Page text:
Proposed changes from 1 July 2022 

In the 2021 Federal Budget it was announced that the eligibility age for downsizer contributions will be reduced to age 60. 

Understanding the costs of buying/selling a property

The costs of buying a property include stamp duty for the property transfer and for the registration of your mortgage. Stamp duty is charged by state and territory governments so the amount you will pay depends on the location of the property and its price. To find a stamp duty calculator appropriate to your state, or territory, visit the ASIC Money Smart website.

When buying property, you should also factor in the cost of pest and building inspections, which vary depending on the size and location of the property.

Also don’t forget if you can save a deposit worth more than 20 per cent of the value of your property you may not be required to paying lenders mortgage insurance (LMI). LMI is generally charged by a lender if your deposit, is less than 20 per cent of the value of the property.

LMI enables lenders such as a bank or a credit union to lend you a larger percentage of the purchase price. The cost of LMI may be included either upfront or in your loan repayments so it’s spread out over the term of the loan.

If you’re selling your current home and buying an investment, you’ll probably sell through a real estate agent and this means paying the agent a commission on the sale. Agents in your area will have different fees, so be sure to shop around.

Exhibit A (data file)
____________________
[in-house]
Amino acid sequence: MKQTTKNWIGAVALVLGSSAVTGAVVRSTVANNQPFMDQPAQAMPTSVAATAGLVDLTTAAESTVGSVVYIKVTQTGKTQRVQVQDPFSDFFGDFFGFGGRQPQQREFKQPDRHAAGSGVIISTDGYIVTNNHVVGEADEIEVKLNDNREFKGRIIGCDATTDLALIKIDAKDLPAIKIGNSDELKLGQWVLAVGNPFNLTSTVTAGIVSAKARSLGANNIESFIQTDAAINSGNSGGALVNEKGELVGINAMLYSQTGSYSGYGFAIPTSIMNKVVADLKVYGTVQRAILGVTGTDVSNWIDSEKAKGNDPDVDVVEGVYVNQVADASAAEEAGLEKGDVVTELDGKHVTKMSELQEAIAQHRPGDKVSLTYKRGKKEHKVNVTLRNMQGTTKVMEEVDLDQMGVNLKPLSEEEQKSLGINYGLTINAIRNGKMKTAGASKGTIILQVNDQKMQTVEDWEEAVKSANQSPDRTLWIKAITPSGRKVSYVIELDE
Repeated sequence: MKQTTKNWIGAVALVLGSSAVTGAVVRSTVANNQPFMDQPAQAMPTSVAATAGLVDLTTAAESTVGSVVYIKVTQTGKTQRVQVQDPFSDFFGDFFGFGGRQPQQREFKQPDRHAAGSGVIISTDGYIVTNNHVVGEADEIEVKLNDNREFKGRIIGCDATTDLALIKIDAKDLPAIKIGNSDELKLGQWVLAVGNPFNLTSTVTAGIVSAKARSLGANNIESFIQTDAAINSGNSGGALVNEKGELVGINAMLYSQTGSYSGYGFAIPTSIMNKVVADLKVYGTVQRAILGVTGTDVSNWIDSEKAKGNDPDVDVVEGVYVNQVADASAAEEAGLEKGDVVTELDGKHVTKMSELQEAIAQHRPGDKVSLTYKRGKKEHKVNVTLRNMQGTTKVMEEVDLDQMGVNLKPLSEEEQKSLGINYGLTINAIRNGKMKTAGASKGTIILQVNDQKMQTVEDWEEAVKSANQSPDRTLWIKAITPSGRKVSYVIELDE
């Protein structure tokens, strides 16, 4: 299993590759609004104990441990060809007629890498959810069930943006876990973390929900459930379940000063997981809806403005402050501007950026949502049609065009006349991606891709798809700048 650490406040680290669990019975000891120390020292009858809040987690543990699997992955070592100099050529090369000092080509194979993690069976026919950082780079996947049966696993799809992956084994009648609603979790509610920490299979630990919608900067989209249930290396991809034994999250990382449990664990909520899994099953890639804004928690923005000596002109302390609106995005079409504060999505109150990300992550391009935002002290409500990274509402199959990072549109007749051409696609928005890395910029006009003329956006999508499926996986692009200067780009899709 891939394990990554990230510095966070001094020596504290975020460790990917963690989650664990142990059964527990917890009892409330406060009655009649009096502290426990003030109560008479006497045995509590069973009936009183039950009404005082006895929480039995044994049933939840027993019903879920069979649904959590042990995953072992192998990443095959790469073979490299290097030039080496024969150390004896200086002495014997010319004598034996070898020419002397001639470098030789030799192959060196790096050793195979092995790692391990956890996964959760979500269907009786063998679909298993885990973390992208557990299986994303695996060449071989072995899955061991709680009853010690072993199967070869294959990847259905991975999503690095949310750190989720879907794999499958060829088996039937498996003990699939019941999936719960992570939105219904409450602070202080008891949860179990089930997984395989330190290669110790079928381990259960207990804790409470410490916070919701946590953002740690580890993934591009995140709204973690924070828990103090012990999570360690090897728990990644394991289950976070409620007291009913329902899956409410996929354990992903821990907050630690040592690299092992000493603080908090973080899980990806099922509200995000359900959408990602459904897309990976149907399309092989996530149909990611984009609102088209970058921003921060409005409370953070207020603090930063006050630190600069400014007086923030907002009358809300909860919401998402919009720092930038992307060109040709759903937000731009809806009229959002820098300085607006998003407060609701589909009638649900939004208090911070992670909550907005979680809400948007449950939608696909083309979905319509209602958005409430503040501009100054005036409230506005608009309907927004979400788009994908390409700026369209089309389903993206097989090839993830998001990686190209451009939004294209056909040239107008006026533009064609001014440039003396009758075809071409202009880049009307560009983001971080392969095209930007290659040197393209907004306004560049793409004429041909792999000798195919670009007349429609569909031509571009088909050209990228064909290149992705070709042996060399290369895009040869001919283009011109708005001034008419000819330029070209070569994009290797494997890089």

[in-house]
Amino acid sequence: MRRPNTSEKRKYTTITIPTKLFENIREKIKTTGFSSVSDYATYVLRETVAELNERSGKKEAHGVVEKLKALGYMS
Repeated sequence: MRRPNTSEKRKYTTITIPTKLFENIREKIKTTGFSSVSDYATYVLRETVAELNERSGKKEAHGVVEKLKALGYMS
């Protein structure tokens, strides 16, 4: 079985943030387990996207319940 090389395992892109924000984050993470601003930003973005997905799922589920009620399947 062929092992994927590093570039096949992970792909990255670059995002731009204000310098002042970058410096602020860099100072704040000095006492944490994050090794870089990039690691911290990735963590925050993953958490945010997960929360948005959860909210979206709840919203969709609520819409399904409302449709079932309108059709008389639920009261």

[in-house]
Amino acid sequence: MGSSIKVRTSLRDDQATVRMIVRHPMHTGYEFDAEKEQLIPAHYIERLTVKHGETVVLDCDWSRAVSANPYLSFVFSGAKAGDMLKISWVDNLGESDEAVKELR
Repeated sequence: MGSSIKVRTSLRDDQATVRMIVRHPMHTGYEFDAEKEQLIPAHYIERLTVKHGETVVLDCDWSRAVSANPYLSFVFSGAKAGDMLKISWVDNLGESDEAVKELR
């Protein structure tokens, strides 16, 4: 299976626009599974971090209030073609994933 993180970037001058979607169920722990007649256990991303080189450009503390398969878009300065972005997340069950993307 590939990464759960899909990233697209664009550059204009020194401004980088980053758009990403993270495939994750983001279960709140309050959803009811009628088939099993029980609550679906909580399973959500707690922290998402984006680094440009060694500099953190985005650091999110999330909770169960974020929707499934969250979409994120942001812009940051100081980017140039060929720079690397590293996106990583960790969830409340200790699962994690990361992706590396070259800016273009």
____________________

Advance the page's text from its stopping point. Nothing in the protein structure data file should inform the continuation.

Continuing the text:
There are also legal costs for the transfer of a property from a vendor to a buyer. You’re likely to need the professional services such as a conveyancer to legally transfer ownership of the property you are buying or selling. Your conveyancer will also conduct property and title searches to ensure the seller is legally entitled to sell the property. There may be some minor charges for completing these searches, in addition to the conveyancer’s professional fee.

There may be a range of fees levied by your lender such as application, valuation and settlement fees. Make sure you ask your lender or mortgage broker about these fees.

Once you secure the property, you may also need to take out landlord insurance. This is insurance that may protect the building and its contents and cover if the tenant defaults on his or her lease obligations.

How much can I borrow?

To estimate what you can borrow to buy an investment property, you could use the Westpac mortgage calculator. Please note the calculator is not intended to be relied on for the purposes of making a decision in relation to a financial product. You should consider obtaining advice from a financial adviser before making any financial decisions.

Once you know your borrowing power, you'll have a better idea of what your next step will be. You’ll know whether you can afford an apartment or house near the CBD or out in the suburbs.

How can financial advice help with your investment property?